Scheduling as a Strategy

Photo by Jess Watters from Pexels

Photo by Jess Watters from Pexels

"If it's not on the schedule, it's not happening."

I'm going to say something really basic here: Everything we do takes time. 

And time is a finite resource.  Since we can't make more of it, we have to make the most of it.  And there are really only 2 ways to do that: edit out the unwanted/unnecessary AND do what you want/need to do more efficiently.

Scheduling is a method of time management that helps you control how you are spending your time instead of feeling like your days control you.  When you feel overwhelmed, it's often due to poor time management, or simply thinking that you had more time to get done what you need to do.  

Let your calendar and your schedule help you plan and prioritize what you will accomplish by taking the extra step to block off the time in your calendar for the items you want to do.  By intentionally scheduling how you aim to spend your time, it will be easier to stick to your plan and avoid getting waylaid by incoming items (which may seems important or urgent only due to their recency). 

This works because we have become used to doing what's on our calendars.   Think of time blocking as scheduling meetings with yourself, to get things done.  These are commitments, just as other appointments on your calendar are.  If exercising is important to you, then put it on you calendar instead of just hoping you'll "find" the time to do it.

Scheduling out tasks and projects also helps you to determine what is or is not important to you.  If you put something on your schedule and it just looks silly, or you think "ug, what a waste of time", then that's an important clue about whether that's something you want or need to be doing in the first place.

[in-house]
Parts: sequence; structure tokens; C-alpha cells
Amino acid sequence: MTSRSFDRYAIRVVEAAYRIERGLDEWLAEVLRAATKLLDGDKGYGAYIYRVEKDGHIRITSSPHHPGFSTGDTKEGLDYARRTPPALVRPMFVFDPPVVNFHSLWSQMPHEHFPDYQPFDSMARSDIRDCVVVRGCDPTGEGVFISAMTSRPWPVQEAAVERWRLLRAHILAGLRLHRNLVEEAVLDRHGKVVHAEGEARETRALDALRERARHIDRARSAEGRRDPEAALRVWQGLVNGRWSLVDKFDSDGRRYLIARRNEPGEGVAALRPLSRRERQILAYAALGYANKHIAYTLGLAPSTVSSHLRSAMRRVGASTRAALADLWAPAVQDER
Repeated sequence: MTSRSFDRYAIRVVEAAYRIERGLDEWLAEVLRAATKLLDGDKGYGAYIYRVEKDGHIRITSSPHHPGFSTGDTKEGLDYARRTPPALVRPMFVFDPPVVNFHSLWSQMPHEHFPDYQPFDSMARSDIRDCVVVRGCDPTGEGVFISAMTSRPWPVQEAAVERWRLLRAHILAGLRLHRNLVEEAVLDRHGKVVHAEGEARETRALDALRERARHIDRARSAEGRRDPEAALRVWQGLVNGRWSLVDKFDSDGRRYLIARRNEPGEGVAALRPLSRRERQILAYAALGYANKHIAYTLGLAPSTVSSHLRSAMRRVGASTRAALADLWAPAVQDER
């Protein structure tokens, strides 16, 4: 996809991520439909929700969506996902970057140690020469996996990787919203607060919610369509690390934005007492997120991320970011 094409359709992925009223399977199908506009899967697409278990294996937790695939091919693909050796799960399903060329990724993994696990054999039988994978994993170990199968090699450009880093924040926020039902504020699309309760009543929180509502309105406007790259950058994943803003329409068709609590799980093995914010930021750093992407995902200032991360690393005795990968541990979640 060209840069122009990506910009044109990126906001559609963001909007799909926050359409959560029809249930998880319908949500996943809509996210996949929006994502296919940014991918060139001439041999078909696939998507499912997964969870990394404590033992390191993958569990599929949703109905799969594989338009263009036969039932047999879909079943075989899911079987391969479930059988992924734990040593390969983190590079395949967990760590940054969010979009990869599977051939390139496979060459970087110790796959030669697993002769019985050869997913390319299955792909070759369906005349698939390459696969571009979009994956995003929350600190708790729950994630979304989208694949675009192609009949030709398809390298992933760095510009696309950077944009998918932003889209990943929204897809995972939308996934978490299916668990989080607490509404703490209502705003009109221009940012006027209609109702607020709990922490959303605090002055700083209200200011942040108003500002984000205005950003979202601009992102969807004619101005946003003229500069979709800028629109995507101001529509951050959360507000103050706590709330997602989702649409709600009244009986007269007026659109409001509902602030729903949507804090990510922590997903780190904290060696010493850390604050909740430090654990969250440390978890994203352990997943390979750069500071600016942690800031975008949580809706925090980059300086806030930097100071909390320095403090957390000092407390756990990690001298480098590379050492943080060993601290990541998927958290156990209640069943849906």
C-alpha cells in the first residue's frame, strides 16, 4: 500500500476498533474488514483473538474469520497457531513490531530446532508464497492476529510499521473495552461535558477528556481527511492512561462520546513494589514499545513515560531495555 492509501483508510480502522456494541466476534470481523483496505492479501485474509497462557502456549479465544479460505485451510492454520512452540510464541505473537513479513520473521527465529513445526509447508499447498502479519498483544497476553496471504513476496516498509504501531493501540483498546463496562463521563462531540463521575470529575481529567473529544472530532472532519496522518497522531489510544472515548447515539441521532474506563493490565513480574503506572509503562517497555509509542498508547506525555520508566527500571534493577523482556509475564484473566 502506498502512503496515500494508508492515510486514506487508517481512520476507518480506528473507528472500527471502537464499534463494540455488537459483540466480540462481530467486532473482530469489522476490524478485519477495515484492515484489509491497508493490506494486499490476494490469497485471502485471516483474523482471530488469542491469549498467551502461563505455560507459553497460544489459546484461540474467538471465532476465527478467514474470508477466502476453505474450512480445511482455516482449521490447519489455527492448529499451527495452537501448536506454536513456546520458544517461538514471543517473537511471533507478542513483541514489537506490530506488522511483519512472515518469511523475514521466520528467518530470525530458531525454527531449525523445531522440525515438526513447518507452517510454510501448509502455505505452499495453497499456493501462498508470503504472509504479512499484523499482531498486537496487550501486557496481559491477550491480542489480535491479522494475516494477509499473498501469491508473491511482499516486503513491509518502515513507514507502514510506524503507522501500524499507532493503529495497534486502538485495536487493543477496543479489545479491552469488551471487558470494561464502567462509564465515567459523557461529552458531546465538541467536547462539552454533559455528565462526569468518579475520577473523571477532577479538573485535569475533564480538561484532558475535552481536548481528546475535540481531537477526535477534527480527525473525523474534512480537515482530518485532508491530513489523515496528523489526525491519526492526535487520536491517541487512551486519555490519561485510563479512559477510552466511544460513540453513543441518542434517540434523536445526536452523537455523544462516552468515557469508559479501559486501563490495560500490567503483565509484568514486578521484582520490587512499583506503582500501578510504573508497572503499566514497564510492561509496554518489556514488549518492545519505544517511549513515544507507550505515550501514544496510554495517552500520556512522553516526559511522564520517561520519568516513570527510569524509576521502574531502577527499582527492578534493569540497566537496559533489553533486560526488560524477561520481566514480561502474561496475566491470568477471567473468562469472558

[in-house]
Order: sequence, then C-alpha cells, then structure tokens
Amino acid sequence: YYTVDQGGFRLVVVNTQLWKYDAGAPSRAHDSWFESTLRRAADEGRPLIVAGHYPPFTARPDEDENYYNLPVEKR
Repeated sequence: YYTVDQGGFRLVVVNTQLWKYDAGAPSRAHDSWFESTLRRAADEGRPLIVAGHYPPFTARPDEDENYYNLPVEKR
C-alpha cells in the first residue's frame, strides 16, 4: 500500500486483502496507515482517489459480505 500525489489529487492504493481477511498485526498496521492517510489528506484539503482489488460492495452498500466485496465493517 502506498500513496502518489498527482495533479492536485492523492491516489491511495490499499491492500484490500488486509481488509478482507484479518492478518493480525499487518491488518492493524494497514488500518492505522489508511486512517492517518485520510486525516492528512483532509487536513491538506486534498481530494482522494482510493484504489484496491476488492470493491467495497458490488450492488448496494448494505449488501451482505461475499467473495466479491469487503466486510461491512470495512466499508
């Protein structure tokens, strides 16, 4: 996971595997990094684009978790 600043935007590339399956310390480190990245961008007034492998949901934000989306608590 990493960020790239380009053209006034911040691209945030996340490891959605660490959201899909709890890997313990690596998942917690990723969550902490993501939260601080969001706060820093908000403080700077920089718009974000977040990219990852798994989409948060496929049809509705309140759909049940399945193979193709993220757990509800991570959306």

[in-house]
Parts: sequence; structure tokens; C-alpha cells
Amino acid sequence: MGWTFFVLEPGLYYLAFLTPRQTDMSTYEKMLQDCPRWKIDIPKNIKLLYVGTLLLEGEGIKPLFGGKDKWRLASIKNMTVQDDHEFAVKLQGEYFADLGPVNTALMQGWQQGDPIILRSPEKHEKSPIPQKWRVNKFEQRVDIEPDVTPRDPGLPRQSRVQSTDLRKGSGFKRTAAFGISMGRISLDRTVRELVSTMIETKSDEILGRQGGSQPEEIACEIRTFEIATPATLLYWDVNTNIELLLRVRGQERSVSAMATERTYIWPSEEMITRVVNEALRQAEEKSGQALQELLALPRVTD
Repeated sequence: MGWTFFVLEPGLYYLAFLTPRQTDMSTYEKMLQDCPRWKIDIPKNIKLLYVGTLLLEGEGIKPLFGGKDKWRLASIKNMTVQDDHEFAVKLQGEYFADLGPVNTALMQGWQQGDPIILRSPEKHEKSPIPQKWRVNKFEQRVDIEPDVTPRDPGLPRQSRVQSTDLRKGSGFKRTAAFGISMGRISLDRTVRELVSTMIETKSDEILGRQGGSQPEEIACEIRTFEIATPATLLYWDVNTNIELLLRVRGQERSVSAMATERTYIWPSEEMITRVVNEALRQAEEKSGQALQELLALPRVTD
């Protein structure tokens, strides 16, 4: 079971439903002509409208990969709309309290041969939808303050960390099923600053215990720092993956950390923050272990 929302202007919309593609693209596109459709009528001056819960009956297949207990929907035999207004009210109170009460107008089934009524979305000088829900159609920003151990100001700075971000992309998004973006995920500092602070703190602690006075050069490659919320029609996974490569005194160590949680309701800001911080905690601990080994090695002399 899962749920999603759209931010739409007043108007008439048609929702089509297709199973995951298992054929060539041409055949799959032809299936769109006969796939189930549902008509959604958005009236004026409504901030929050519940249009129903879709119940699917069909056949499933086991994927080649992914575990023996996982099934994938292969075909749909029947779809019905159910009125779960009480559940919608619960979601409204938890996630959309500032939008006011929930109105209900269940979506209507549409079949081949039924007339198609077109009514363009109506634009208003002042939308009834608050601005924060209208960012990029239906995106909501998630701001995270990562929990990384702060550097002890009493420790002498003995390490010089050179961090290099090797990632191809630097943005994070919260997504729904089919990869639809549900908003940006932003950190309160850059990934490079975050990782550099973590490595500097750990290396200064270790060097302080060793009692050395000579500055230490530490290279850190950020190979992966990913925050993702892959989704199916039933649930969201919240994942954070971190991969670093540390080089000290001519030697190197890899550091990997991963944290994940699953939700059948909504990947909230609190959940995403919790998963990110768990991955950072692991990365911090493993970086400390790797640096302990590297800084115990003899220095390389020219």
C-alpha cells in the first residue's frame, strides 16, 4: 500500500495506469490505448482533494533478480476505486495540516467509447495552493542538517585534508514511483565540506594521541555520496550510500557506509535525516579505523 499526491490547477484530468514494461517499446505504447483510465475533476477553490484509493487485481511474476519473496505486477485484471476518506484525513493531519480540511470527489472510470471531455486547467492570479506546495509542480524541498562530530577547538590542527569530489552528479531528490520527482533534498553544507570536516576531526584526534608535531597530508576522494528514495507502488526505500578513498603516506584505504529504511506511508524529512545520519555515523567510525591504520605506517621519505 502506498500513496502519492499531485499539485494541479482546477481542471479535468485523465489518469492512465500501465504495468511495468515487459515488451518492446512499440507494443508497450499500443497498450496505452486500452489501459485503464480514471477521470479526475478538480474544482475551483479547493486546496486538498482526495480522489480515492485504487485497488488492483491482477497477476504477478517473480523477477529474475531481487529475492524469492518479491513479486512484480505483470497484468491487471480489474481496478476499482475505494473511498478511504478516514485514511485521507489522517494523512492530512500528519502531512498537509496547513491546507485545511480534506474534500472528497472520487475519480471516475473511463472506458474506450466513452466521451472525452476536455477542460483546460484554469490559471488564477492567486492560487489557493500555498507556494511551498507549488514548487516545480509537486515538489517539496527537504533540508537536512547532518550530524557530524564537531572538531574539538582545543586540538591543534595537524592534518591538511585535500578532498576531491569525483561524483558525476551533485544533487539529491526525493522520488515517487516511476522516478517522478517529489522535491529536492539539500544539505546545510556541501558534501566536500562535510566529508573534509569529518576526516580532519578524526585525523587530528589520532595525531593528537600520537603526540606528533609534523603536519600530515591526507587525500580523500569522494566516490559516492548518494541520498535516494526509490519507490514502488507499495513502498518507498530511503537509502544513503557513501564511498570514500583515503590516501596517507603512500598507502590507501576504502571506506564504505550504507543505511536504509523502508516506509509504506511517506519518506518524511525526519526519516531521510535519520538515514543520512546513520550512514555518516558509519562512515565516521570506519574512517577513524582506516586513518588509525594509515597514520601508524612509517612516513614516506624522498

Scheduling your time also helps with retrospection.  You can look back and see how you've been spending your time (with actual data, not just general feelings) and that alone can help you figure out if you are spending your time in accord with your goals and values.  And, by tracking your time, you'll get better at estimating how long things will take.

Practical tips to get you started:

  • Create a separate "time blocking" calendar in your calendar (viewable only to you, so that it doesn't show you as busy in case your coworkers need to schedule a meeting).
  • Review your to-do list for your projects and deadlines, and schedule blocks of time to work on specific tasks and projects.
  • During these blocks of time, focus on only what you've scheduled.  Do not check email, Slack, (or Facebook or Reddit!), or any other system that will distract you.
  • Build in buffer time to account for unschedule interruptions or daily organizing tasks.
  • Consider scheduling 30 minute blocks a few times a day for checking email.
  • Schedule travel time on your calendar.

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